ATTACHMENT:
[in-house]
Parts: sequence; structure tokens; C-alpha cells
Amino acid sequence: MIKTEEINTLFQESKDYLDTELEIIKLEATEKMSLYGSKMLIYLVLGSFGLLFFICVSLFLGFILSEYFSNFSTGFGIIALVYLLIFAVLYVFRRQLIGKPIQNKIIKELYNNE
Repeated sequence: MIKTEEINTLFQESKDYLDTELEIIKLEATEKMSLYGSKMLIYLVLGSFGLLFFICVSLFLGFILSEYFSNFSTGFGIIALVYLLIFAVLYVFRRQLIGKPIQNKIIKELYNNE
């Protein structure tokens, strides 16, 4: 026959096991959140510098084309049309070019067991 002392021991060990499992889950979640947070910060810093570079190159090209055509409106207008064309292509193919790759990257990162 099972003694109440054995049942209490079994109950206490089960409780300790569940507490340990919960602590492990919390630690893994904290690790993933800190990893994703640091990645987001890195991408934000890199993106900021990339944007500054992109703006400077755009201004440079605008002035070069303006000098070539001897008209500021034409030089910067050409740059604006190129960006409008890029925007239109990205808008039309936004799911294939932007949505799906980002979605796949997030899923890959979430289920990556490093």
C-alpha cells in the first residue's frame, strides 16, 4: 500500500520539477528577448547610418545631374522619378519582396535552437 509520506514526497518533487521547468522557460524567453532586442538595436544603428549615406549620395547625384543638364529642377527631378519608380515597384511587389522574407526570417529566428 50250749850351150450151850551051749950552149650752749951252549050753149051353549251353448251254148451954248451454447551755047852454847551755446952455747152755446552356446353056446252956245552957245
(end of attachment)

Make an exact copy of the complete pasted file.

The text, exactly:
[in-house]
Parts: sequence; structure tokens; C-alpha cells
Amino acid sequence: MIKTEEINTLFQESKDYLDTELEIIKLEATEKMSLYGSKMLIYLVLGSFGLLFFICVSLFLGFILSEYFSNFSTGFGIIALVYLLIFAVLYVFRRQLIGKPIQNKIIKELYNNE
Repeated sequence: MIKTEEINTLFQESKDYLDTELEIIKLEATEKMSLYGSKMLIYLVLGSFGLLFFICVSLFLGFILSEYFSNFSTGFGIIALVYLLIFAVLYVFRRQLIGKPIQNKIIKELYNNE
């Protein structure tokens, strides 16, 4: 026959096991959140510098084309049309070019067991 002392021991060990499992889950979640947070910060810093570079190159090209055509409106207008064309292509193919790759990257990162 099972003694109440054995049942209490079994109950206490089960409780300790569940507490340990919960602590492990919390630690893994904290690790993933800190990893994703640091990645987001890195991408934000890199993106900021990339944007500054992109703006400077755009201004440079605008002035070069303006000098070539001897008209500021034409030089910067050409740059604006190129960006409008890029925007239109990205808008039309936004799911294939932007949505799906980002979605796949997030899923890959979430289920990556490093």
C-alpha cells in the first residue's frame, strides 16, 4: 500500500520539477528577448547610418545631374522619378519582396535552437 509520506514526497518533487521547468522557460524567453532586442538595436544603428549615406549620395547625384543638364529642377527631378519608380515597384511587389522574407526570417529566428 50250749850351150450151850551051749950552149650752749951252549050753149051353549251353448251254148451954248451454447551755047852454847551755446952455747152755446552356446353056446252956245552957245